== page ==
The Piney Woods community may be what is known as a “tri-racial isolate.” In addition to its status as a free community of non-whites during the antebellum era, they shared many of the traits of tri-racial isolates, including high rates of intermarriage, a limited number of surnames, and a self-reported mix of European, African, and Native American descent.
According to William James Barber in “Disciple Assemblies of Eastern North Carolina” Bethany Press, 1966:
The community dates at least back to the late 1700s or early 1800s. Its original population was an admixture of Indian and Free Negro. The Indian heritage is Croatan and possibly Tuscarora, with the latter probably dominating. One of its early founders was David Boston, probably Tuscarora descent. This has been handed down by traditional account to his descendants. Added to this is the fact that the name of David Boston does not show up on the census records until 1860 and then in the column designated mulatto or other…” and that prior to this time, the censis records specifically mention two categories for non-whites. The first of these is “Free Negro” and the second is “Mulatto or other, excepting non-tax paying Indians.” David Boston resided in Martin County and owned property during this period for county records sho that on December 12, 1816, in the County of Martin, there was a certain parcel of land bough from one Francis Ward for “one hundred dollars paid to me in hand by David Boston….” Between 1816 and 1843, David Boston made about 10 other such transactions. Yet his name does not appear on the census records. this leaves one to assume that tradition is correct in classifying him and his mother as Indian. It must be stated, however, that the name Boston shows up in 1830 census records both in Bertie and Washington County records — though not the name David Boston (nor that of his brother of which indications are his name was Robert Boston.) (Land transactions were also made during this period by one Robert Boston.)
However, I believe that David Boston does appear in census records prior to 1860:
The 1830 census shows a David Boston (transcribed as “Barton”, but the actual record looks like Boston to me) as head of a household of 11 “free colored” people .
The 1850 census shows a 63 year-old David Boston as the head of 27-person household (!!!) full of Bostons, Pierces, and Corden/Cordins.
Several families bore the same name but were not always of the same family. For instance, there are two lines of Pierce’s (or Pearce’s, according to the various spelling), and three lines of James’ (formerly sometimes spelled and pronouncedJeams)in the community. In the the case of the latter, one line of James originally lived “The Islands.” Reference to them is found in the Bertie County records as early as 1810. Also listed for the year 1810 in Martin County under “all other free persons ” (i.e., except whites and free Negroes) except non-tax paying Indians” is David James, his family of six and Pattey James with her family of four. This group of James claimed Indian ancestry. They probably took their name (and its pronounciation) from the town of Jamesville, formerly “Jamestown,” (North Carolina) and then pronounced “Jeamston.”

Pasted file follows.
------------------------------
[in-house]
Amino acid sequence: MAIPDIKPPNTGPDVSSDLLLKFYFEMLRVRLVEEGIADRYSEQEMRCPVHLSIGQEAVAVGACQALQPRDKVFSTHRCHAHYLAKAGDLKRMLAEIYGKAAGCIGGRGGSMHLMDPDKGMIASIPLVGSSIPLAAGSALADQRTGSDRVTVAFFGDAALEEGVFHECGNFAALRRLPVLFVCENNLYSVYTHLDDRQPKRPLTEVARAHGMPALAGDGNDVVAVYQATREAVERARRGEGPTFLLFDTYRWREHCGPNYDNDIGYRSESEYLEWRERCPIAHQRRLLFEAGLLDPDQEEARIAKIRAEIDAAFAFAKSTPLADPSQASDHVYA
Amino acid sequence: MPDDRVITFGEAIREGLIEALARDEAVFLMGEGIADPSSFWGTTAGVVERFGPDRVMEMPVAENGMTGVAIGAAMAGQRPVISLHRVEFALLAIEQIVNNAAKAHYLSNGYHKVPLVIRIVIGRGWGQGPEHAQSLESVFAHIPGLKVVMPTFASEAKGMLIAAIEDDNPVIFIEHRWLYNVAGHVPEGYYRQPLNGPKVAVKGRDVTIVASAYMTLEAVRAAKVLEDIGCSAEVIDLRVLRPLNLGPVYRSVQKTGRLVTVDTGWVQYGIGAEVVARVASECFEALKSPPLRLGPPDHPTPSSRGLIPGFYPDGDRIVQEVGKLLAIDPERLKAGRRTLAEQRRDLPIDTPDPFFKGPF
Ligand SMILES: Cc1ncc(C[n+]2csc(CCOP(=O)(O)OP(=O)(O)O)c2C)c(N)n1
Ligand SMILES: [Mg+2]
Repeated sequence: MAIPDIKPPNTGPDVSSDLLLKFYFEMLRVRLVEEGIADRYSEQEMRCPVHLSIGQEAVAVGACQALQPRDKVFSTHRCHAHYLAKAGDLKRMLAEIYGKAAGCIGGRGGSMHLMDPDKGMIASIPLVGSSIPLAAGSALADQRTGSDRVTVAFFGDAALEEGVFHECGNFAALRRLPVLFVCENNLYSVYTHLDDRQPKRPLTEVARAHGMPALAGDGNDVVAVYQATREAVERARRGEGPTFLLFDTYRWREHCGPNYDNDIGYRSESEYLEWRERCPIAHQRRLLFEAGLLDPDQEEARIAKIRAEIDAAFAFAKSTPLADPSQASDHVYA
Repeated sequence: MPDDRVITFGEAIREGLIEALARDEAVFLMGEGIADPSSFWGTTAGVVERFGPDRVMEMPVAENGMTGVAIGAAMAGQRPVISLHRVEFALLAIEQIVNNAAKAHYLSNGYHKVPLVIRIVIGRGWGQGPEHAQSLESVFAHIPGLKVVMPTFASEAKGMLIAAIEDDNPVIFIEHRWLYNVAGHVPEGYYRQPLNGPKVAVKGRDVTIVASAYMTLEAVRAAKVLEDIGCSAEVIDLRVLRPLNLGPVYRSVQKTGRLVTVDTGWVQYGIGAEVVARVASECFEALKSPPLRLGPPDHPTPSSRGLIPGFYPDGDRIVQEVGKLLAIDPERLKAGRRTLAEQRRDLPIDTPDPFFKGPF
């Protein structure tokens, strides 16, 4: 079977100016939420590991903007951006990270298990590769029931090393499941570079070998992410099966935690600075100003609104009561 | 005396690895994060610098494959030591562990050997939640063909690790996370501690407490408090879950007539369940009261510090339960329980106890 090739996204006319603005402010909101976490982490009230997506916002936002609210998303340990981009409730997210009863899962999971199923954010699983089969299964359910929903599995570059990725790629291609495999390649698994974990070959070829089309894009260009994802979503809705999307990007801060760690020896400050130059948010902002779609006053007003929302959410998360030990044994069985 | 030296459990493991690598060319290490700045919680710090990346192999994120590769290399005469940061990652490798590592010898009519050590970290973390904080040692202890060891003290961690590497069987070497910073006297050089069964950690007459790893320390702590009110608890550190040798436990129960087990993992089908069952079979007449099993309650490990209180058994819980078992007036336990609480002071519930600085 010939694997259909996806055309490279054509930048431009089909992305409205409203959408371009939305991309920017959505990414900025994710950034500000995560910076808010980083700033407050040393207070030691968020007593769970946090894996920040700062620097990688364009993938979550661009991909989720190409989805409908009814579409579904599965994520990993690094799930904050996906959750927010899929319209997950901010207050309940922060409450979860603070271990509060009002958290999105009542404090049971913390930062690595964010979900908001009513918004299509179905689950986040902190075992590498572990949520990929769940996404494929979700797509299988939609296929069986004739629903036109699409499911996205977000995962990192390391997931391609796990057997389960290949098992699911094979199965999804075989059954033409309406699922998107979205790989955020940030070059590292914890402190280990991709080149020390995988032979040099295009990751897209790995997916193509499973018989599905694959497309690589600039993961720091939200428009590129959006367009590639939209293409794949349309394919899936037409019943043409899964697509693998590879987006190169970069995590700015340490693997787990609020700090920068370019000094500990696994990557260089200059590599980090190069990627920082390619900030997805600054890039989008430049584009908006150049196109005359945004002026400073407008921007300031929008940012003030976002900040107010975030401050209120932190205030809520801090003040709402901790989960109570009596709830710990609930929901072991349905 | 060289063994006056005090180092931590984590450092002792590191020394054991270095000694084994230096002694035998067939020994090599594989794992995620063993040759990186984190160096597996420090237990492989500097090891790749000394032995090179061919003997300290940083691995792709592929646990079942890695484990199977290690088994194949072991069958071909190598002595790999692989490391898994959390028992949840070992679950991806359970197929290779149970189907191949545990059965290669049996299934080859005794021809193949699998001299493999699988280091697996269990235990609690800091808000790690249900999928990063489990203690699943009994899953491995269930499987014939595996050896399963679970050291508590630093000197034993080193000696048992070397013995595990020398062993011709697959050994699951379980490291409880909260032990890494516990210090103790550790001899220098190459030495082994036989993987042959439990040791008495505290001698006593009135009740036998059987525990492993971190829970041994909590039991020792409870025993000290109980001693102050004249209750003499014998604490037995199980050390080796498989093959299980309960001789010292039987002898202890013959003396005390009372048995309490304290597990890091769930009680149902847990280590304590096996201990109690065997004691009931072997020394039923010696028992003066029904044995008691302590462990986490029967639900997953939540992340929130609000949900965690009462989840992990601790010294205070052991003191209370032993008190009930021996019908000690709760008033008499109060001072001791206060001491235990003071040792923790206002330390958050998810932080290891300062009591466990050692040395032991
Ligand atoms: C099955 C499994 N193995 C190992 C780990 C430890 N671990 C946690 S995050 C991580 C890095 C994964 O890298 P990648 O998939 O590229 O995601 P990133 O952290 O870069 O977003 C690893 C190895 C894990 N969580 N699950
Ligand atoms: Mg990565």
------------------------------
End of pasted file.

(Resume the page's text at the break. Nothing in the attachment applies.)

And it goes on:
The second set of James came to the community via Hertford County (Ahoskie and vicinity). Sometime during the mid-19th century, one Heywood James came to Free Union from Hertford County and married into the Free Union Community family. His people claimed to be descendants of some of the early manumitted Negroes of the Jamestown (Virginia) colony. There is partial basis in the claim inasmuch as there was one David James, a free mulattto boy, liviing in Norfolk County, Virginia, as early as 1727. This county took up at the times what is now Norfolk, Suffolk, and Southampton Counties and included the territories now around Jamestown. Southampton County adjoins Northampton County, NC, which in turn joins Hertford County (which adjoins Bertie County, which adjoins Martin County). Thus, it is both possible and probable that the tradition is true. Heywood james had two sons, Heywood, Jr., and James. Heywood, Jr., married a Free Union girl and his descendants still live in the community. James (Jimmy) James firs moved to Tyrell County, North Carolina, and then to Norfolk, VA.
Nizer James, the father of William Anthony James, belonged to the first set of James…. According to accounts handed down by Henry James